News Tidbits 2/15/09: The Collegetown Zoning Proposal

15 02 2009

Collegetown Neighborhood Council Details Building Plans

It has been almost a year since consultants visited Collegetown to develop a vision for renewal and nearly six months since an entire book was compiled to lay out the plans that will bring make that vision a reality. Last night, the Collegetown Neighborhood Council devoted its bimonthly meeting to update the status of the Collegetown development plan.

The meeting had approximately 30 attendees. According to Mary Tomlan ’71 (D-3rd Ward), co-chair of the CNC, the meeting had a much larger turnout than usual, attesting to the interest on the development plan.

Tomlan introduced the meeting; she described the “wish to make Collegetown more lively, more diverse and more beautiful” and explained the complexity of the zoning plans. The proposed zoning includes requiring pitched roofs and side porches. Other proposed legislation includes reducing building heights from 40 ft to 35 ft, limiting the number of stories in a building from four to three and reducing the maximum percentage of lot coverage from 35 percent to 30 percent.

Leslie Chatterton, head of historic preservation and neighborhood planner, detailed the plan. She explained that a more diverse and a less cyclical population needed to be encouraged in order to attract more retailers. The plan is intended to significantly increase the density of central Collegetown while maintaining and restoring the residential feel of the outer Collegetown areas. It is also meant to improve the aesthetics of the area through the gradual lowering of buildings heights as one moves from central Collegetown towards the outer areas.

The building plan divides Collegetown into six areas. The center of Collegetown, which extends down to Catherine Street, is given the most attention. Building heights will be increased to 90 ft and there will now be a seven-story limit. It will also be mandatory that the ground floors of these buildings be used for retail, and it will be encouraged to make this central property and its rent the most expensive.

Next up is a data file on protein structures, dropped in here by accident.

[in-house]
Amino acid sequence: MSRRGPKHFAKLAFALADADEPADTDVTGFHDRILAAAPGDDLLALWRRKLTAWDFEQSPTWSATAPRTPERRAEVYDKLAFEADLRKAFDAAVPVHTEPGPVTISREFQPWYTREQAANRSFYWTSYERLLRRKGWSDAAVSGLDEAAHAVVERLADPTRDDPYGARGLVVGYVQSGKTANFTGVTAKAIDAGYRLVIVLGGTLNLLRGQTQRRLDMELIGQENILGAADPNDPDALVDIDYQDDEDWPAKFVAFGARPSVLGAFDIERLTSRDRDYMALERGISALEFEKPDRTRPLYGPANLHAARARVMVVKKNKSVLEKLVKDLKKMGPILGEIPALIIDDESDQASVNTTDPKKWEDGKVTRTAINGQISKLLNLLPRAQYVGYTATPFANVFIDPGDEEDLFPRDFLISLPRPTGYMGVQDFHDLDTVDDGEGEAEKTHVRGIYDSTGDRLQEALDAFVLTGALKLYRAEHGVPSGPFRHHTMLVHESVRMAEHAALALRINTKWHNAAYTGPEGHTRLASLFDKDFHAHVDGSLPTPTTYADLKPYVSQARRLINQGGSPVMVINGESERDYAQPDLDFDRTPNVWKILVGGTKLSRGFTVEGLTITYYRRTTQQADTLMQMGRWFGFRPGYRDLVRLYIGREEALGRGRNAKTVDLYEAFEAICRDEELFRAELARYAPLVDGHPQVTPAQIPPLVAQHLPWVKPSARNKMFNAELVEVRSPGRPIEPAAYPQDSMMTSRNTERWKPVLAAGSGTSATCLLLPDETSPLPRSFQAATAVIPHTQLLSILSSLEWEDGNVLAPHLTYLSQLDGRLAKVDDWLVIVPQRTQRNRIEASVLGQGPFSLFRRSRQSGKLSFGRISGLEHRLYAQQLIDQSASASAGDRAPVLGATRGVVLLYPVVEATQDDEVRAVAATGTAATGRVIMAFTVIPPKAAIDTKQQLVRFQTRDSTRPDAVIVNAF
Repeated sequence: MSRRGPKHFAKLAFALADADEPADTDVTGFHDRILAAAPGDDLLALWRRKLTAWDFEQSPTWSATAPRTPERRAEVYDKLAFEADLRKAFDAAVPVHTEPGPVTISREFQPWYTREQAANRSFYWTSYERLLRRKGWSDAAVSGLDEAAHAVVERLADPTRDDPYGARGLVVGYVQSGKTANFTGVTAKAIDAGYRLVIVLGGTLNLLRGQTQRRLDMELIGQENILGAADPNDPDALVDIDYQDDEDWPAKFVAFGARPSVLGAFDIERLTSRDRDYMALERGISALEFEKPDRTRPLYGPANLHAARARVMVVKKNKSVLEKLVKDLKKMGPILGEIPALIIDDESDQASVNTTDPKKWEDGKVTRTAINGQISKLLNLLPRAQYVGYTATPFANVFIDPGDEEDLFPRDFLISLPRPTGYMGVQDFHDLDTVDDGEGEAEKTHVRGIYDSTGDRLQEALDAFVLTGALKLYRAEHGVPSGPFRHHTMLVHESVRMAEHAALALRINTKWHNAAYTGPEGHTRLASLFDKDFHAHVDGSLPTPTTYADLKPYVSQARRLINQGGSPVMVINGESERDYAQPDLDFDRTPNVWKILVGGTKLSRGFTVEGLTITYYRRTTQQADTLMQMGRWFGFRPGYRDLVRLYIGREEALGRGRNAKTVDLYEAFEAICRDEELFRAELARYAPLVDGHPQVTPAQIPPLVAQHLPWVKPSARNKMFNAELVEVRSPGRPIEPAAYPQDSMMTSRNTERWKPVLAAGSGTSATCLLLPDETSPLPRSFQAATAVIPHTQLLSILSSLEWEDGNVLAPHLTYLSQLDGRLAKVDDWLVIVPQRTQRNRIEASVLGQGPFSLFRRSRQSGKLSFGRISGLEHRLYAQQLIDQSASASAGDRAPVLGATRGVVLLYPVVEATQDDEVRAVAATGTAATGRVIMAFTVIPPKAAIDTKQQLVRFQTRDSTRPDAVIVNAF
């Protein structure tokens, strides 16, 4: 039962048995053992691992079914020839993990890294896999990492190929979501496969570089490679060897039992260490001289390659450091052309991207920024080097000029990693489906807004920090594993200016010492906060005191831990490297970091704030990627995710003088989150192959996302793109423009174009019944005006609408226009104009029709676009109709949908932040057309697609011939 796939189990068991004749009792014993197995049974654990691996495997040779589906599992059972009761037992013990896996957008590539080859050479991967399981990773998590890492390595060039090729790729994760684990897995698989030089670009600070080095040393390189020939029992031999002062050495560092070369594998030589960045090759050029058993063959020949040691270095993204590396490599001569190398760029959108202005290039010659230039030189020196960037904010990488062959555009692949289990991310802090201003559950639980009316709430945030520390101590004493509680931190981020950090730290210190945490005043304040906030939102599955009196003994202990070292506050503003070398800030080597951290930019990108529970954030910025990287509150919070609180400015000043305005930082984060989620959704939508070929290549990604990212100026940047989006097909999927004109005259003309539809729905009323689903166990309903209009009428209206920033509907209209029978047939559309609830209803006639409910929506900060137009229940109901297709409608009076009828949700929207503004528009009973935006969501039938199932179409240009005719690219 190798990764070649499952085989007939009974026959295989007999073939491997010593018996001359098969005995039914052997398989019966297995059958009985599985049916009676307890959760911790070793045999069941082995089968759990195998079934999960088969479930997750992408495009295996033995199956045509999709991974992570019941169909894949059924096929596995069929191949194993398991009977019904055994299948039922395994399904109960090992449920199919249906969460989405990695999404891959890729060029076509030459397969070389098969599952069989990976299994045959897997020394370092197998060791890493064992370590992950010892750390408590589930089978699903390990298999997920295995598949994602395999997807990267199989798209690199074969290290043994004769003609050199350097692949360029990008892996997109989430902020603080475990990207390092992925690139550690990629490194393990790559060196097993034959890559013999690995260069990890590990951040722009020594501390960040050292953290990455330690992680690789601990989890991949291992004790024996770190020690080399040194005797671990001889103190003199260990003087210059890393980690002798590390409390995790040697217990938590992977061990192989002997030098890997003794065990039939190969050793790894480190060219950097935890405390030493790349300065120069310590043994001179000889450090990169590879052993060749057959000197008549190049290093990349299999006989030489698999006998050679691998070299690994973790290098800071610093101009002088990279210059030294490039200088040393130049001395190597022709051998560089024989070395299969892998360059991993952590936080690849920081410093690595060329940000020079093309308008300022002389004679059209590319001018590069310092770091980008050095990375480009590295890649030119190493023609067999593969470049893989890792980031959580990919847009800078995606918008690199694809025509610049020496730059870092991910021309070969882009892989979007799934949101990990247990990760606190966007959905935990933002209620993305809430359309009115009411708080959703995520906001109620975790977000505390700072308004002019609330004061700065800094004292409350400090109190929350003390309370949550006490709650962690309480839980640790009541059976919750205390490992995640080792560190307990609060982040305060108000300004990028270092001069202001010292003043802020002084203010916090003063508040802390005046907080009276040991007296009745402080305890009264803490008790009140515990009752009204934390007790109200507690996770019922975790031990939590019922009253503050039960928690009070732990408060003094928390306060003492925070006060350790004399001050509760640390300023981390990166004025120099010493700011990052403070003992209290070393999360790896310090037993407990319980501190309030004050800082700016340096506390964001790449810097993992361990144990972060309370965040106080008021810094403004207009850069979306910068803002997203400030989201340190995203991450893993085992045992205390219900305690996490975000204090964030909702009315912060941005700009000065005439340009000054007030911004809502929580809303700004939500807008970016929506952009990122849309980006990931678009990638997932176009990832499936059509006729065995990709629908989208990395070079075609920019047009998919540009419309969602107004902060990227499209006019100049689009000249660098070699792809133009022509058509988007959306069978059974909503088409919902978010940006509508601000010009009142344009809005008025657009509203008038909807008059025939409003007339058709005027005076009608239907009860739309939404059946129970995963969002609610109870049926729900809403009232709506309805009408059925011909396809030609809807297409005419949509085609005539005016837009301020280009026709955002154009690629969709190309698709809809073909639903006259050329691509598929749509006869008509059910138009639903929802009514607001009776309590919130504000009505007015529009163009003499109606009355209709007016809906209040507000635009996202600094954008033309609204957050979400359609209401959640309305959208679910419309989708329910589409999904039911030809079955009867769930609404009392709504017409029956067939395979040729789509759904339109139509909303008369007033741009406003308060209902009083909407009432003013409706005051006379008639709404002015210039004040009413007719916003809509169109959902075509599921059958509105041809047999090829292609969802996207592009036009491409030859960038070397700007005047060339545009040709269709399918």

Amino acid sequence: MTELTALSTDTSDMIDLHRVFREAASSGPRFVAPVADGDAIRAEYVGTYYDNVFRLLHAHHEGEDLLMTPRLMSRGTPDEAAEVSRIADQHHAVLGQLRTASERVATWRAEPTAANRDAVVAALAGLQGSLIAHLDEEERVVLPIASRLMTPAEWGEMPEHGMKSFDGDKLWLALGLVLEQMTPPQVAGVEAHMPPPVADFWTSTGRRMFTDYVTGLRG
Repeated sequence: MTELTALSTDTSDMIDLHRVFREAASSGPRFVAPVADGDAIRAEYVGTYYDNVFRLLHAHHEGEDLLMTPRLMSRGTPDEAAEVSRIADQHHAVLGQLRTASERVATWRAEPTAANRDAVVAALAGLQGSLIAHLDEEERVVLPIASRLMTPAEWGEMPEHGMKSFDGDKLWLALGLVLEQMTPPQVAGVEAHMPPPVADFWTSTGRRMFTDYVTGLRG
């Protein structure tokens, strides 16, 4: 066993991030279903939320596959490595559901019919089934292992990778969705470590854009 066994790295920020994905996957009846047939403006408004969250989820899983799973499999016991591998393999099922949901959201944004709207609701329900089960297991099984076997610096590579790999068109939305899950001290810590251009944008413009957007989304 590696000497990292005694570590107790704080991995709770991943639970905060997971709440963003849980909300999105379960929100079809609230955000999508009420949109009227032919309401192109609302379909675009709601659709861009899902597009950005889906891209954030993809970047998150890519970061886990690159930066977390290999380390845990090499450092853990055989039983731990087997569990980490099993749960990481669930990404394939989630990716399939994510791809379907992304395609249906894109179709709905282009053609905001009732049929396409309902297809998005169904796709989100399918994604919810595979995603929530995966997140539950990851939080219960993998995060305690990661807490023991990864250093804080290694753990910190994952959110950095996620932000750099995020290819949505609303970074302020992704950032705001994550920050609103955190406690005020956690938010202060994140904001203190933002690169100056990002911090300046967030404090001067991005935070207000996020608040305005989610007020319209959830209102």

The second area in Collegetown discussed is called the Village Residential area. According to the plan, this area is supposed to adjoin townhouse styled homes with a four-story limit. Chatterton explained that this area is intended to attract graduate students, younger couples and new Cornell faculty, rather than undergraduate students.

The rest of Collegetown will be less dense and is meant to have a residential feel. Building heights will be limited to two-and-a-half stories and the structures of the houses are supposed to remain the same. However, Leslie Chatterton, historic preservation and neighborhood planner, also mentioned that many of these homes are rundown and need to be redeveloped for health and safety reasons.

Jennifer Dotson, a member of the neighborhood council and chair of the common council’s planning committee, spoke about the plan for the new transportation moratorium, which includes parking, busses and regular car traffic. The transportation subcommittee has not yet met, so few details are available.

Some developers at the meeting were unhappy with the plans. John Yengo, commercial manager of the Ithaca Renting Company, said that although he “support[s] growth and planning” he is frustrated by the length of time that the building rules are in limbo.

Sharon Marx, Property Manager of Ithaca Renting Company, agreed.

“It is very frustrating because developers can’t develop. The city has had a year and a half to do this and they still have not made their rules. In the meantime everyone’s hands are tied,” Marx said.

Yango explained that nobody wants to buy property because they are still waiting to see what the new rules will be.

Tessa Rudan ’89, a former Collegetown business owner who has lived in the area since 1967 said she did not trust the research of the hired consultants.

“It seems like they extrapolated a lot of data from all over the place and just applied it to Collegetown,” Rudan said.

Tomlan, however, seemed more optimistic.

“It has been a lot of work and I am hopeful that we will make Collegetown better than ever,” Tomlan said.


Well, considering the city and Cornell forked over $75,000 each, and Goody Clancy is a fairly reputable firm, I don’t think Ms. Rudan has to worry so much.

Now, for the sake if discussion, let’s consider the latest zoning guidelines derived from the plan (pulled from the city website [1]).